First, a few basics

What is an undetectable viral load?

HIV viral load refers to the amount of HIV in the blood of a person living with HIV. If you take HIV treatment consistently as prescribed by your doctor, you can reduce your viral load to a level too low to be detected by a blood test. Once your viral load has fallen to this level, it is said to be undetectable. For most people, this happens after they take HIV treatment consistently for three to six months. Having an undetectable viral load is good for your immune system and for your long-term health.

Having an undetectable viral load does not mean you are cured of HIV. The virus is still in your body. If you stop taking HIV treatment or miss too many doses, your viral load will once again become detectable.

How can I reduce my viral load and keep it at undetectable levels?

To get your viral load to undetectable levels (and keep it there) you need to take your HIV meds as prescribed and see your doctor regularly.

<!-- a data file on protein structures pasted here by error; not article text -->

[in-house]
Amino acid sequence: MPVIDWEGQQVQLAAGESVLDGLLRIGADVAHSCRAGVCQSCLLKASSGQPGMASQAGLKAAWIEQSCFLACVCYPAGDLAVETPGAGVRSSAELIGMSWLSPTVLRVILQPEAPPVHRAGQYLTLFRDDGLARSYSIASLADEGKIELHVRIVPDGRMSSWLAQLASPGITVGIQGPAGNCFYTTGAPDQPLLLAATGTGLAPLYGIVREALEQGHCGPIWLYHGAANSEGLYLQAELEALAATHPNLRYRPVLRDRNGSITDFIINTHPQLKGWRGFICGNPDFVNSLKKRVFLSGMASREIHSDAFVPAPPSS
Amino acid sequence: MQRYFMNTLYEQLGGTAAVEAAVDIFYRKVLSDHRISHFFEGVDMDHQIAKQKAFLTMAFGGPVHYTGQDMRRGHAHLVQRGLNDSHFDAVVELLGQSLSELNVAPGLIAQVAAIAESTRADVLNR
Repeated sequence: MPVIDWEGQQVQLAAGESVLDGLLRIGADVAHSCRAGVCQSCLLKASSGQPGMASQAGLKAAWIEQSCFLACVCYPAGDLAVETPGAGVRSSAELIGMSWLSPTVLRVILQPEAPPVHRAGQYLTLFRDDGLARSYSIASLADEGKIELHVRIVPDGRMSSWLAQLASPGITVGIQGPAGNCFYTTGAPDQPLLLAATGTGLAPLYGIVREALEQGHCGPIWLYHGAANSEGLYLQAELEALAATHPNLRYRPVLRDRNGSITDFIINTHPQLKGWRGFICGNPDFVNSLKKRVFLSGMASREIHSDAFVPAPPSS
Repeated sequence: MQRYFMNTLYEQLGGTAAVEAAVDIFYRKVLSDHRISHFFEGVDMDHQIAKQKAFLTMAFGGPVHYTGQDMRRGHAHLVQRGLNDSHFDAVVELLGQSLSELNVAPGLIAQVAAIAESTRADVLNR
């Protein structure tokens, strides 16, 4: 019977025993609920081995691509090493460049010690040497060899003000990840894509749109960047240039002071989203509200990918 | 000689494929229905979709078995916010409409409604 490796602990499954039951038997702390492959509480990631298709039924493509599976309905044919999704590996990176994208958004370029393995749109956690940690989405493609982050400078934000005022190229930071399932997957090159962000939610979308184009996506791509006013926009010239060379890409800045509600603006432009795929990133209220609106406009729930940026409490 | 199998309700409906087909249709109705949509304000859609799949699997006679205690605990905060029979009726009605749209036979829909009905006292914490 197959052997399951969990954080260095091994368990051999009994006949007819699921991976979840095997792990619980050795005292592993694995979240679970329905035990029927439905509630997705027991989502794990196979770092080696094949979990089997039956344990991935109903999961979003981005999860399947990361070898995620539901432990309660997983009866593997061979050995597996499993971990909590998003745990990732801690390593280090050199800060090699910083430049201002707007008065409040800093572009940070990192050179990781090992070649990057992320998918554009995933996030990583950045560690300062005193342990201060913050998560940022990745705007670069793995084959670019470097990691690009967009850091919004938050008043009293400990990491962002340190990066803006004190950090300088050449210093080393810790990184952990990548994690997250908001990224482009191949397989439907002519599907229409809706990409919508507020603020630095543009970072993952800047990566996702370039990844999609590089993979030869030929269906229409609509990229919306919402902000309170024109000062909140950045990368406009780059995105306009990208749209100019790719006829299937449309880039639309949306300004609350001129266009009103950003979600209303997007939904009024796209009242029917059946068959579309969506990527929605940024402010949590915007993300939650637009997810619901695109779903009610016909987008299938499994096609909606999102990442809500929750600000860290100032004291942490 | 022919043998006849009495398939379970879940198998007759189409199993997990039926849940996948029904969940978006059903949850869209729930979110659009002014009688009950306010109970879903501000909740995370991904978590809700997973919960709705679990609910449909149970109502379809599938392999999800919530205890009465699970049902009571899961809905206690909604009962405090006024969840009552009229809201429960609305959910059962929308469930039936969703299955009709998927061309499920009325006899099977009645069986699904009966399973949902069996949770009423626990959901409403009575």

The only way to know if your viral load is undetectable is to regularly have a blood test called a viral load test. You and your doctor will decide how often you should have a viral load test (probably every three to six months).

It is important to take your HIV meds consistently as prescribed to get and maintain an undetectable viral load. To help you stay on top of your pill-taking schedule, you can:

  • set an alarm on your cellphone or watch to remind you that it’s time to take your pills
  • use a pill organizer to keep track of your pills
  • ask your pharmacist to package your pills in blister packs
  • download a free app if you have a smartphone to remind you to take your meds

If you’re having trouble taking your meds as prescribed, talk to your doctor, nurse or pharmacist or to someone at a local HIV organization.